If the abnormality of the teeth of the upper and lower teeth is so severe that it cannot be solved by orthodontic treatment alone, or if orthodontic treatment does not improve the appearance of the face, surgery to correct the shape of the jawbone may be necessary. In growing children, surgery can be avoided by performing skeletal improvement through orthodontic treatment, but surgery is required when adults need skeletal correction. Orthognathic surgery is also called surgical correction. After the orthodontist has properly positioned the teeth through orthodontic treatment, the oral and maxillofacial surgeon will perform surgery to reposition one or the upper and lower jaw bones to the correct position through the surgery.
Surgery in the jaw area is closely related to the engagement of the teeth and has a great effect on the movement of the temporomandibular joint. That’s why it must be done in close cooperation with orthodontists and oral and maxillofacial surgeons. In other words, surgery in the jaw area is not just aesthetic cosmetic surgery, but a functional surgery that takes into account numerous factors.
If the upper and lower dentition is uneven or there is an abnormality in the size or position of the lower and upper jawbone, orthognathic surgery may be necessary. If the difference in the size of the lower and upper jaw is large, it may cause problems with chewing function or pronunciation, and it may not be aesthetically pleasing.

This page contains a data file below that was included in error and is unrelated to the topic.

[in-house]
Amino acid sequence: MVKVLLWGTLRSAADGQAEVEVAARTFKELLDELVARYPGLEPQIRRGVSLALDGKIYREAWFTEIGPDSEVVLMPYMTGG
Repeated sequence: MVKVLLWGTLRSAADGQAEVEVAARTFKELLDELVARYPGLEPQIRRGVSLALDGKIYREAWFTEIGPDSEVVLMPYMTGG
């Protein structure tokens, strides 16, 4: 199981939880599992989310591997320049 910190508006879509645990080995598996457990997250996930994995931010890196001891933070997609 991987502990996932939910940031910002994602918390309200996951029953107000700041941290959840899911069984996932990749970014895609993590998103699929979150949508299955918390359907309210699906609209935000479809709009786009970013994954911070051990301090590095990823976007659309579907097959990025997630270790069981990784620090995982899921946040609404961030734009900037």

Of course, not all of the above cases require surgery. It is necessary to undergo various tests to determine whether surgery is absolutely necessary or whether it can be improved by corrective treatment without surgery.
To determine the need for orthognathic surgery, orthodontists and oral and maxillofacial surgeons work together in the diagnostic process. If you are considering surgery, it is recommended that you first consult with an orthodontist. Before starting treatment, the orthodontist will have a consultation time to talk about your curiosity and talk about the treatment process. It is very important. Also, since it is a long-term treatment, you need to be prepared. In some cases, psychiatric counseling may be an important part of the treatment process. After the consultation, the physicians acquire the necessary data for the treatment plan for correction and surgery, and conduct tests. If you are taking medication or have a chronic illness, you must tell your orthodontist or oral and maxillofacial surgeon. Based on the results of all tests, it is determined whether surgery is absolutely necessary or can be improved with orthodontic treatment alone.
In summary, the overall surgical plan for orthognathic surgery is first determined by consulting an orthodontist who performs orthodontic treatment. After that, the oral and maxillofacial surgeon in charge of the surgery will confirm the detailed surgical plan and explain it.
The orthodontist plays the role of moving the teeth so that the upper and lower sides fit well after the jawbone is corrected, and the oral surgeon plays the role of positioning the jawbone in the correct position.
The orthodontic surgery procedure is accompanied by orthodontic treatment. In general, those who undergo jaw correction surgery have their teeth adapted to the abnormal jawbone, so if the jawbone is positioned normally through surgery, the teeth may not fit well. As a result, it is not only impossible to operate to a degree sufficient to improve the appearance, but also an unwanted recurrence may occur before the jaw bone heals after surgery.